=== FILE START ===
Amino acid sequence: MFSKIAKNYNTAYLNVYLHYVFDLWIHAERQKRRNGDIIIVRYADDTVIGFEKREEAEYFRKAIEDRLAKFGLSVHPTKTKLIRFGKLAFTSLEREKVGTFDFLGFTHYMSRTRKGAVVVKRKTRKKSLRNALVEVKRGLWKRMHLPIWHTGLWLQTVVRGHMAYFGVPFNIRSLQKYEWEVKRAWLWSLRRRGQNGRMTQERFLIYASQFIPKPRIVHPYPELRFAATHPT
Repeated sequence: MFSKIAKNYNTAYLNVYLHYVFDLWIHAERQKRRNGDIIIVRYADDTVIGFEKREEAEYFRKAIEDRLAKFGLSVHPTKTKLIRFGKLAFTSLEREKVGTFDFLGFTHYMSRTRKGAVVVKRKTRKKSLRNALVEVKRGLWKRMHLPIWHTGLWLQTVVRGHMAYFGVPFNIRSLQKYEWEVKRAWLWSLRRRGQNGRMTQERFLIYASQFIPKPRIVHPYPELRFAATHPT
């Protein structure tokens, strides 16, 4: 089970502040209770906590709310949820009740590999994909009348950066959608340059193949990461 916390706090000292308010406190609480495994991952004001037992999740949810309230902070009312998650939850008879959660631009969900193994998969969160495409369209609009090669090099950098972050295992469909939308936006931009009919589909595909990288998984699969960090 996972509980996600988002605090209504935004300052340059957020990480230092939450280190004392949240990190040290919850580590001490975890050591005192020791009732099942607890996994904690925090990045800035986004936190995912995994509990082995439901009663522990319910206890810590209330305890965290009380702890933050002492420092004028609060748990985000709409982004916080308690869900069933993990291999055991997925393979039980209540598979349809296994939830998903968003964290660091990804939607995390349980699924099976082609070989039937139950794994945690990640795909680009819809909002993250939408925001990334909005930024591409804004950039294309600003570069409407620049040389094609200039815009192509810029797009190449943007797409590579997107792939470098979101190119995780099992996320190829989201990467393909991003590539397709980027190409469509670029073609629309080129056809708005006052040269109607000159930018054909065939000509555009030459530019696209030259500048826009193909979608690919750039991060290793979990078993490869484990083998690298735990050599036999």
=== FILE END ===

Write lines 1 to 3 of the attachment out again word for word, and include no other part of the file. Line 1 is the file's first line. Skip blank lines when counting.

Amino acid sequence: MFSKIAKNYNTAYLNVYLHYVFDLWIHAERQKRRNGDIIIVRYADDTVIGFEKREEAEYFRKAIEDRLAKFGLSVHPTKTKLIRFGKLAFTSLEREKVGTFDFLGFTHYMSRTRKGAVVVKRKTRKKSLRNALVEVKRGLWKRMHLPIWHTGLWLQTVVRGHMAYFGVPFNIRSLQKYEWEVKRAWLWSLRRRGQNGRMTQERFLIYASQFIPKPRIVHPYPELRFAATHPT
Repeated sequence: MFSKIAKNYNTAYLNVYLHYVFDLWIHAERQKRRNGDIIIVRYADDTVIGFEKREEAEYFRKAIEDRLAKFGLSVHPTKTKLIRFGKLAFTSLEREKVGTFDFLGFTHYMSRTRKGAVVVKRKTRKKSLRNALVEVKRGLWKRMHLPIWHTGLWLQTVVRGHMAYFGVPFNIRSLQKYEWEVKRAWLWSLRRRGQNGRMTQERFLIYASQFIPKPRIVHPYPELRFAATHPT
């Protein structure tokens, strides 16, 4: 089970502040209770906590709310949820009740590999994909009348950066959608340059193949990461 916390706090000292308010406190609480495994991952004001037992999740949810309230902070009312998650939850008879959660631009969900193994998969969160495409369209609009090669090099950098972050295992469909939308936006931009009919589909595909990288998984699969960090 996972509980996600988002605090209504935004300052340059957020990480230092939450280190004392949240990190040290919850580590001490975890050591005192020791009732099942607890996994904690925090990045800035986004936190995912995994509990082995439901009663522990319910206890810590209330305890965290009380702890933050002492420092004028609060748990985000709409982004916080308690869900069933993990291999055991997925393979039980209540598979349809296994939830998903968003964290660091990804939607995390349980699924099976082609070989039937139950794994945690990640795909680009819809909002993250939408925001990334909005930024591409804004950039294309600003570069409407620049040389094609200039815009192509810029797009190449943007797409590579997107792939470098979101190119995780099992996320190829989201990467393909991003590539397709980027190409469509670029073609629309080129056809708005006052040269109607000159930018054909065939000509555009030459530019696209030259500048826009193909979608690919750039991060290793979990078993490869484990083998690298735990050599036999």